Helgesen: Expecting others to spontaneously notice and value their contributions. Overvaluing expertise. Building relationships but not leveraging them. Putting their job before their career. Trying to please everyone in every circumstance. Falling into the perfection trap. We have 12 behaviors, but these are really common.
Inam: So many of us know what we should do (e.g. self-promote) yet don’t do it. How do successful women overcome the gap between knowing what’s the right thing to do and actually doing it?
Helgesen: They find a way to do it that they are comfortable with. That is, they avoid the opposing poles of routinely diverting or disclaiming credit or simply mimicking the behavior of someone who sucks up all the air. They are gracious and generous but make clear their contribution. For example, “Thank you so much for noticing that we placed first in client satisfaction on that job. Our team worked very hard on it, and I had terrific support. But I’m glad that I reached out to our senior client in the initial phase of the project so we could better understand how to meet her needs.”
Inam: So often change is temporary until we return to old habits. What can you share about making these new habits stick?
Helgesen: Enlisting help, enlisting support. To me, this is the most important point we make in How Women Rise. Bring other people on board in your attempt to change. Ask them to hold you accountable. Check in with them to see how you are doing. It’s also really important to work on one habit, or even one part of a habit, at a time. If you’re engaging others, you want them to have a very clear idea of what to look for as they find ways to help and give you feedback and support.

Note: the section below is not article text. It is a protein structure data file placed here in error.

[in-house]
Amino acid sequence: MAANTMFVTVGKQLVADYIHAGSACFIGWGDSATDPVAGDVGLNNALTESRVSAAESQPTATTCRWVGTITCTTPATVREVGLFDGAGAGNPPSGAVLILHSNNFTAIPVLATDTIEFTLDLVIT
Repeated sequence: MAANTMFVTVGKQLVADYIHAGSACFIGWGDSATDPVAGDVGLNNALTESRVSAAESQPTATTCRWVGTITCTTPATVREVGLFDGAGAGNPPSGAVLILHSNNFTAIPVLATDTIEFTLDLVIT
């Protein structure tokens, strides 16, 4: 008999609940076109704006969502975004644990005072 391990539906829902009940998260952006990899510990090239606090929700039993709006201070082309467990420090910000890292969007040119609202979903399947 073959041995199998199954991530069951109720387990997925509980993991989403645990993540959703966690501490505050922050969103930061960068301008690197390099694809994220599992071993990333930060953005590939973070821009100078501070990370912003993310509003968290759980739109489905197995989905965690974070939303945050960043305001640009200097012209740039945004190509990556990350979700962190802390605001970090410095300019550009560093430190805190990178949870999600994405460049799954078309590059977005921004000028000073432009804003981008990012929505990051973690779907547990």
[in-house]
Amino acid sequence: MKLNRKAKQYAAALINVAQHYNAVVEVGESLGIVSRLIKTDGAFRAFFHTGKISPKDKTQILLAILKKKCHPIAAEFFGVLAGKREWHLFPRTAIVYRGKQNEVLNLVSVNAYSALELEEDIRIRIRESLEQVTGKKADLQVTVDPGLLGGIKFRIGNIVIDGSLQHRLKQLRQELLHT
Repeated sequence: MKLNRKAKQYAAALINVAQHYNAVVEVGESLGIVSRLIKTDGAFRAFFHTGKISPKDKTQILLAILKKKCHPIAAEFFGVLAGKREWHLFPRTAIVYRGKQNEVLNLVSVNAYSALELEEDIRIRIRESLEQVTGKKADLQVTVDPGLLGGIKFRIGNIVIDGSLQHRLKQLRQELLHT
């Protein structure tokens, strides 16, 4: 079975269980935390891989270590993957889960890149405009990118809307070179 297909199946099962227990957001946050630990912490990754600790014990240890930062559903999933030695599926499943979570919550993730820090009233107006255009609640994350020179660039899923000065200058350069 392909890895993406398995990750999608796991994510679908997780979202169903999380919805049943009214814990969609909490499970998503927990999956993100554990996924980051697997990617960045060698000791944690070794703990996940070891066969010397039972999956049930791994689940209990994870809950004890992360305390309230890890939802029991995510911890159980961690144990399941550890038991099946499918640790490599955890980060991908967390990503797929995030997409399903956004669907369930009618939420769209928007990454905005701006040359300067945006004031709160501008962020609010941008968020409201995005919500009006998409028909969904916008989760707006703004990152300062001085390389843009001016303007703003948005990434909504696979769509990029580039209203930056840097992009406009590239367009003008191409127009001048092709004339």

Inam: As you rightly suggest in the book, many of these habits are based on unconscious biases that exist in our workplace cultures, and our expectations of the role of women in society in general. As women do the work of breaking the habits that hold them back, is there work their bosses (and organizations in general) can do to support them by challenging the cultural expectations?
Helgesen: Definitely! We strongly urge men to read the book. Knowing what habits the women who work with and for them can fall prey to will help them be better advocates, allies and mentors for women. Men signing on as allies is key to changing organizational cultures and making them comfortable places for women and for diverse people as well.
Inam: What do you hope male mentors and sponsors will learn from this book?
Helgesen: A much better understanding of some of the factors that hold women back and concrete steps they can take to help them. This book is very practical and full of tips, not just in terms of making changes in your own behavior but also helping other people to make positive behavioral change. Again, this is the most powerful way I know of to change a culture.
So if you happen to be a woman leader or have one on your team, this book is for you! It is full of great insight, on-point advice, and I found myself chuckling more than once as I recognized myself in many of the stories that the book shares. I hope this helps you or a teammate you care about in their journey to rise toward their potential.
A version of this post first appeared in my Forbes leadership blog.